This just keeps getting better and better. The Mitchell report pretty much confirmed what we all knew about baseball already, what we all feared about baseball already. Still, with all of the steps that have been taken in regard to policing the game over the last 5+ years, I doubt there are many who believe that the game is anywhere close to truly clean. And yet, as the so-called confessions of user after user would have you believe, somehow we’re still supposed to be debating whether or not steroids even help you at baseball. At least Mark McGwire would be willing to debate it.
Do steroids make you good at baseball? The short answer is no. But there are no short answers here.
Does money make you more attractive? Again the short answer is no, yet the number of ugly rich guys sporting arm candy is way out of line with those who are broke.
Do dressing well, and being better-groomed make you better at your job? Again, no, but time after time promotions are handed out with those being among the heaviest of deciding factors.
So again, the short answer to all of these questions is no, yet we have real world evidence that supports these notions. None of the above mentioned activities guarantee a person the end result described above, but all will go a long way toward supporting whatever other requisite skills a person already has, and help toward the desired end result.
Maybe the fact that none of Mark McGwire’s revelation would be news to the average baseball fan was lost on McGwire and his likely soon to be fired PR machine. All we were really tuning in to see was how much he’d be willing to say, and how truthfully he’d come off. After all, since the outings of most of those who have faced them haven’t been much of a surprise to anyone, the only real satisfaction that the fans who have been paying salaries to these players year after year get, is from seeing these guys forced to own up to and defend their actions, or even better is when they continue on their course of denial.
There was Raphael Palmeiro, who staged his memorable denial before ever being caught, then failed to deliver on any real admission or excuse once outed officially. There was Roger Clemens who advised us that because he hadn’t turned into a mutant we should think him clean. Clemens has since brought a rash of people down with him, presumably kicking and screaming. And there was A-Rod, who owned up to his use, but was sure to distance his use from his time with the Yankees and his MVP seasons. It’s funny how guys always seem to find their way back to good old-fashioned hard work and genetics when their short cuts don’t work.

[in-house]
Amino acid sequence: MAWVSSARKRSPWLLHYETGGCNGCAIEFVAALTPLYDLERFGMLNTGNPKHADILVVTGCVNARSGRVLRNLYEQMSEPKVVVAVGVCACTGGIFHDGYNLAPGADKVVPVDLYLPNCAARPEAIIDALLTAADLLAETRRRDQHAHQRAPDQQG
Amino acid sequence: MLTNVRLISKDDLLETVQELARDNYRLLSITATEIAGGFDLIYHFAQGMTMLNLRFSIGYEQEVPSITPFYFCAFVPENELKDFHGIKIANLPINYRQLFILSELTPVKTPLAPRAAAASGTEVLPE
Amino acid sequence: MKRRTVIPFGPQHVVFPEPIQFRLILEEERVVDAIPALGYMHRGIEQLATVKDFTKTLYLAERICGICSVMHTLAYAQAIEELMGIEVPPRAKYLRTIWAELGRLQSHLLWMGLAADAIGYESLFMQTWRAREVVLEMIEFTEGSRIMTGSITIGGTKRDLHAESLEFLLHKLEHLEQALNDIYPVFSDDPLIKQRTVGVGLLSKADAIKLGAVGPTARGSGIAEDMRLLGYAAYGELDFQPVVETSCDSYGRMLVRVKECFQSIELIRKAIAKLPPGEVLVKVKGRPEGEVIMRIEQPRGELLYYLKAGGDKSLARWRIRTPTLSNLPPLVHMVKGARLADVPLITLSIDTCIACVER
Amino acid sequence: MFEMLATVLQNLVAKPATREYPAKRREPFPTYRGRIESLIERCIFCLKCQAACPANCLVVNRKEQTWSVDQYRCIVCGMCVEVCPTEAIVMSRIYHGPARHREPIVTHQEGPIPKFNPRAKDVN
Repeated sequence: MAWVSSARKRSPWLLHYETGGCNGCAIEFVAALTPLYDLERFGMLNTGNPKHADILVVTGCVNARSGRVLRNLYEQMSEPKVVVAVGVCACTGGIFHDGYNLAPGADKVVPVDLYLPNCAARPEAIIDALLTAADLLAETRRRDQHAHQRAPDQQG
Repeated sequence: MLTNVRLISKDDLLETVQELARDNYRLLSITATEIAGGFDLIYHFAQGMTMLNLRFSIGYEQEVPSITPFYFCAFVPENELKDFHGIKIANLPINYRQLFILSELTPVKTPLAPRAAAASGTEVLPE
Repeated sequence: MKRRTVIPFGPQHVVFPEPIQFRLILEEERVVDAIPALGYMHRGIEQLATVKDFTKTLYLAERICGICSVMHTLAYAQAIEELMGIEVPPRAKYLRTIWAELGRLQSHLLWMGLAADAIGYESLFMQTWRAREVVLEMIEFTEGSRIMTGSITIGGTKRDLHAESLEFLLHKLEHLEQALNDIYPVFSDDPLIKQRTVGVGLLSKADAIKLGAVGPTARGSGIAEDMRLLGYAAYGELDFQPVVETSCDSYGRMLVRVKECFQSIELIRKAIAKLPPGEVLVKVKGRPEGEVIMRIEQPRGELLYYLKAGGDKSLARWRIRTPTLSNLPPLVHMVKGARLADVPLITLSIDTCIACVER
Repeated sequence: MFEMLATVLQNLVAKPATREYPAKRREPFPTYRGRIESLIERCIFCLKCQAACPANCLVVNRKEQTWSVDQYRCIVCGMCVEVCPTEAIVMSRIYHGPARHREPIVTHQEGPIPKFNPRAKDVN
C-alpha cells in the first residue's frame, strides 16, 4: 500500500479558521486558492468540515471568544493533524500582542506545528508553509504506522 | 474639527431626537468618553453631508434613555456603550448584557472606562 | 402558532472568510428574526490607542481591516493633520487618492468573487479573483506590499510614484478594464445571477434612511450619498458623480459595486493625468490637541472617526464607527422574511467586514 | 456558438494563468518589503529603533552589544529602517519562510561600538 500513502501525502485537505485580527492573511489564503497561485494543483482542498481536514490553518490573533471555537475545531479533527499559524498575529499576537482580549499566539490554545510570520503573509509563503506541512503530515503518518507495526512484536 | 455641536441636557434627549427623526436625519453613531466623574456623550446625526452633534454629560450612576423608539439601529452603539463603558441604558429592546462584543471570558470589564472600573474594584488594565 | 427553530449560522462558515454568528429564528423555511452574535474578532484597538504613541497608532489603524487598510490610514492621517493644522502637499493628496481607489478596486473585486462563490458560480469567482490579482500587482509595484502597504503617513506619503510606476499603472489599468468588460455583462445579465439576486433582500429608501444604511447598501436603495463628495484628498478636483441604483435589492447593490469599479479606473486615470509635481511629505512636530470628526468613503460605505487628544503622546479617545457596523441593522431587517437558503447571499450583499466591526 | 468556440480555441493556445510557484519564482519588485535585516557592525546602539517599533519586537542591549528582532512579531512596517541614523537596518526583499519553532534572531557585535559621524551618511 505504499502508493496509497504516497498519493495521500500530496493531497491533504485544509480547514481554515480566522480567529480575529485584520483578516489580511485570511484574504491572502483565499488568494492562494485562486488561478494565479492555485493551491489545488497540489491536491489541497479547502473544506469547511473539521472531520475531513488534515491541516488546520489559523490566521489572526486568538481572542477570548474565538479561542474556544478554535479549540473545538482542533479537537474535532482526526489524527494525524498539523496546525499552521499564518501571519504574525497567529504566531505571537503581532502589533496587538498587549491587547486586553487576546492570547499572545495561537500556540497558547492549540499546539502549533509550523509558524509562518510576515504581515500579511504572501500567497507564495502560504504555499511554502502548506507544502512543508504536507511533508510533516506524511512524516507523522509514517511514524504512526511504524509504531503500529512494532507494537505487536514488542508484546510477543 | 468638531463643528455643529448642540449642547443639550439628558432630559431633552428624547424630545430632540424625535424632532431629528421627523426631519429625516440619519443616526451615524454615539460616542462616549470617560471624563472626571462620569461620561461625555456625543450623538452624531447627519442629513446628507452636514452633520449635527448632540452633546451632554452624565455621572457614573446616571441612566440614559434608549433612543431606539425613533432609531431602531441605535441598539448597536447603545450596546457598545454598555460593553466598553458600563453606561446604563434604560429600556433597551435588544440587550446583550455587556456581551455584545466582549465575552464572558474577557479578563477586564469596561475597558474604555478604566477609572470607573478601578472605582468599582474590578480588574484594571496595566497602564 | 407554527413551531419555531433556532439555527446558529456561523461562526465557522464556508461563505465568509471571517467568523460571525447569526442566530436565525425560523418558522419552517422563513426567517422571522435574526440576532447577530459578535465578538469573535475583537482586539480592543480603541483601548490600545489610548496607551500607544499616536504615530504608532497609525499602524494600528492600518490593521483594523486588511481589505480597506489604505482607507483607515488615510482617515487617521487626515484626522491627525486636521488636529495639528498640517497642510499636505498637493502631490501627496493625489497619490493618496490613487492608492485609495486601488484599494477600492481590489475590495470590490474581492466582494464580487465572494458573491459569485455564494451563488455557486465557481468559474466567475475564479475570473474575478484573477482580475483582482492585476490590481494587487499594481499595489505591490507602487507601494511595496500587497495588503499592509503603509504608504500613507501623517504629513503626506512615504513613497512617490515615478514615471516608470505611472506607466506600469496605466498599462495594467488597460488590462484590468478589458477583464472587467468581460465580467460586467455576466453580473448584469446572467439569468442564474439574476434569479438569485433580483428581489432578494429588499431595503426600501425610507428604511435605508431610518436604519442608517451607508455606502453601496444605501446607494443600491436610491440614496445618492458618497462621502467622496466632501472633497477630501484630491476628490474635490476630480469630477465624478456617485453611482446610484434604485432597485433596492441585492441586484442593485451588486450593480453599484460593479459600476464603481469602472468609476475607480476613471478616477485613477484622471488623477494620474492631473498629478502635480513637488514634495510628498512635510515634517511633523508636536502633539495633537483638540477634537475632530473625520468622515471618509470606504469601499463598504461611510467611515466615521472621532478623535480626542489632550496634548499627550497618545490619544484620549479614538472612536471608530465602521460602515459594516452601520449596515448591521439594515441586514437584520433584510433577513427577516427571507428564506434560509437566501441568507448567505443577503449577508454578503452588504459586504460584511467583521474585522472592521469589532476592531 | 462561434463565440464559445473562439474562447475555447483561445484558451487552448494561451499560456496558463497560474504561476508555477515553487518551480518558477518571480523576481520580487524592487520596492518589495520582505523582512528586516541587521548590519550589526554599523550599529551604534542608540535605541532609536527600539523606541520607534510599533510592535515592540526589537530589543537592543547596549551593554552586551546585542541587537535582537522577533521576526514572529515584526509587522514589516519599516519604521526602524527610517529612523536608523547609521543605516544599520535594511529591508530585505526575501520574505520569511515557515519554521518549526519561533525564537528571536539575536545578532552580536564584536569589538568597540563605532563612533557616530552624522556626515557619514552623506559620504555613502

So when the McGwire headline broke, I was intrigued, mildly at least. When the subsequent crawl went across my screen stating that he not only admitted to using it, but also admitted to using it during the best years of his career, I was proud of him. And then I watched the interview,
Surely even McGwire couldn’t believe the nonsense that followed what otherwise would have been the best steroid admission so far. McGwire justified his use as a means of staying healthy, even though all evidence at the supposed time of his first usage (1989-1990) pointed to steroids as a likely contributor to muscles breaking down over the long haul, the exact opposite effect of what McGwire was looking for.
Still, McGwire believes that with or without steroids he would have been the same home run hitter, and then in practically the same breath offers that steroids prevented his body from breaking down during a 162 game season. Somehow I fail to see the logic that allows 70 homeruns to be possible with a broken down body at the 81 game mark or thereabout. But somehow McGwire would have us believe that he’d have done it.
Here are a few more questions I wish Bob Costas, or someone would ask McGwire:
You had to be lifting weights while taking PEDs right? Did your numbers not go up in the weight room as a result? And if so, would you argue that increased strength was simply an unfortunate side effect of your usage?
Did you intentionally leave out the Andro in your locker as a red herring to offer for the press?
Do you believe that the rise in homerun totals during the steroid era and subsequent decline is a coincidence?
Do you think you belong in the Hall of Fame?
Do you think we’re all stupid?
But before we judge McGwire too harshly, maybe we should ask a few questions of ourselves too. Like what do we ultimately hope to accomplish by holding these guys accountable?
If we’re just trying to punish them, then fine, but let’s just admit that. The lesson we teach our children is that cheaters won’t prosper. Isn’t that the goal?
Because if we’re really willing to face the truth, it may simply be this, steroids do what they’re supposed to do, and if prescribed and regimented correctly, they do it really well. Deep down we keep waiting for someone to admit that; but is that really the message that we’re ready to send to our kids? Maybe in McGwire’s ridiculous comments, and Bud Selig and Tony LaRussa and the rest of the baseball establishment’s unilateral endorsement of his heart felt comments, we can draw the conclusion that they think they’re doing us a favor. As we continue to see, people try to justify crazy actions with even crazier rationalizations. And the hits just keep on coming.